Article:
Jugurtha, on comparing the words of Metellus with his actions, perceived that he was assailed with his own artifices; for though peace was offered him in words, a most vigorous war was in reality pursued against him; one of his strongest cities was wrested from him; his country was explored by the enemy, and the affections of his subjects alienated. Being compelled, therefore, by the necessity of circumstances, he resolved to try the fortune of a battle. Having, with this view, informed himself of the exact route of the enemy, and hoping for success from the advantage of the ground, he collected as large a force of every kind as he could, and, marching by cross-roads, got in advance of Metellus' army.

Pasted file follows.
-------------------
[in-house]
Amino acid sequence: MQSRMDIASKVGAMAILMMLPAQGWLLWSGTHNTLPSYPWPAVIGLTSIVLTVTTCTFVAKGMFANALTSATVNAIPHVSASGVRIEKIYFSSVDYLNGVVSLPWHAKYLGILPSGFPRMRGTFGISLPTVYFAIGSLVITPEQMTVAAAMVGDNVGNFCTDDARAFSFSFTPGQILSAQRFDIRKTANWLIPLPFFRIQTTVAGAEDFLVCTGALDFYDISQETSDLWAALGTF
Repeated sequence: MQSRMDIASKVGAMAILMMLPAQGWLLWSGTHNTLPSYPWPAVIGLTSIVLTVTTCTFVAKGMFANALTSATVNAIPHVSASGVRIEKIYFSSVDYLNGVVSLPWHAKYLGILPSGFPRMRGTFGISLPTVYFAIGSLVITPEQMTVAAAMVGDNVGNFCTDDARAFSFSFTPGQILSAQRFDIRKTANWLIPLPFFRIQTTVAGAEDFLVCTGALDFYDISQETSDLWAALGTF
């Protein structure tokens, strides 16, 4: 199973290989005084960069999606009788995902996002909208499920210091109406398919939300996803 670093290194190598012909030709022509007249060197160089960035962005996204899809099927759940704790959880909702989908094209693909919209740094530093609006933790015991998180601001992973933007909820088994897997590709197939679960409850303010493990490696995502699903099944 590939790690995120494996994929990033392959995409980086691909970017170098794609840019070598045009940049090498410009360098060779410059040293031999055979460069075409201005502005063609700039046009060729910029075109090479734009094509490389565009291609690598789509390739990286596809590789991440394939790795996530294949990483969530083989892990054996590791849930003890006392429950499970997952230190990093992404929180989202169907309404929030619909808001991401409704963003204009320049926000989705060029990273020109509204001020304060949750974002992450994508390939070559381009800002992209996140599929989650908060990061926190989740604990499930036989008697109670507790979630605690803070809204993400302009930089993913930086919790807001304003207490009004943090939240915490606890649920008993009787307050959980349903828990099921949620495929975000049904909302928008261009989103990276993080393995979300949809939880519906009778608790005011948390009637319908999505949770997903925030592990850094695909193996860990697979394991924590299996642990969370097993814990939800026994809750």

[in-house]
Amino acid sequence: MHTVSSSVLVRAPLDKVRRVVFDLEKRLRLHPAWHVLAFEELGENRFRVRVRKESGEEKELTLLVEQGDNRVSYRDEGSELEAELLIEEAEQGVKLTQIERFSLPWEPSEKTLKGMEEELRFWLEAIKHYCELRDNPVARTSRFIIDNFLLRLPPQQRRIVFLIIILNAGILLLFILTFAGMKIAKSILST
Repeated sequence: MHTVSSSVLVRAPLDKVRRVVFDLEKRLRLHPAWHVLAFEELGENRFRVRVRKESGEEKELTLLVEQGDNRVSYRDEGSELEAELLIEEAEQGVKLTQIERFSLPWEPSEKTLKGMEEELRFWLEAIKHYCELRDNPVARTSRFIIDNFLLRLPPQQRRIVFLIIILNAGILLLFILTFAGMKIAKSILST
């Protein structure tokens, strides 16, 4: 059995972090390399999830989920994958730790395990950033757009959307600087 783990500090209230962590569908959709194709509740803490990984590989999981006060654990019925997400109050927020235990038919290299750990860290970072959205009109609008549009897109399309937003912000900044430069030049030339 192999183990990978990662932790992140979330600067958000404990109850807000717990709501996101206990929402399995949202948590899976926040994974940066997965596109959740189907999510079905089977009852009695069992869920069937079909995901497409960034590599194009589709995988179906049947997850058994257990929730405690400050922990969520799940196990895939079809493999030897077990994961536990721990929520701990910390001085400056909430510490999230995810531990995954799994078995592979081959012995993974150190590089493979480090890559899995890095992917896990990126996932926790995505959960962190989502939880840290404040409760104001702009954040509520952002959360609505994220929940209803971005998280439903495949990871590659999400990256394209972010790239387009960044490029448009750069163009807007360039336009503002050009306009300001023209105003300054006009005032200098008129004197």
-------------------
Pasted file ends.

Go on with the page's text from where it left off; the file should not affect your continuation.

There was, in that part of Numidia, of which, on the division of the kingdom, Adherbal had become possessor, a river named Muthul, flowing from the south; and, about twenty miles from it, was a range of mountains running parallel with the stream,1
wild and uncultivated; but from the center of it stretched a kind of hill, reaching to a vast distance, covered with wild olives, myrtles, and other trees, such as grow in a dry and sandy soil. The plain, which lay between the mountains and the Muthul, was uninhabited from want of water, except the parts bordering on the river, which were planted with trees, and full of cattle and inhabitants.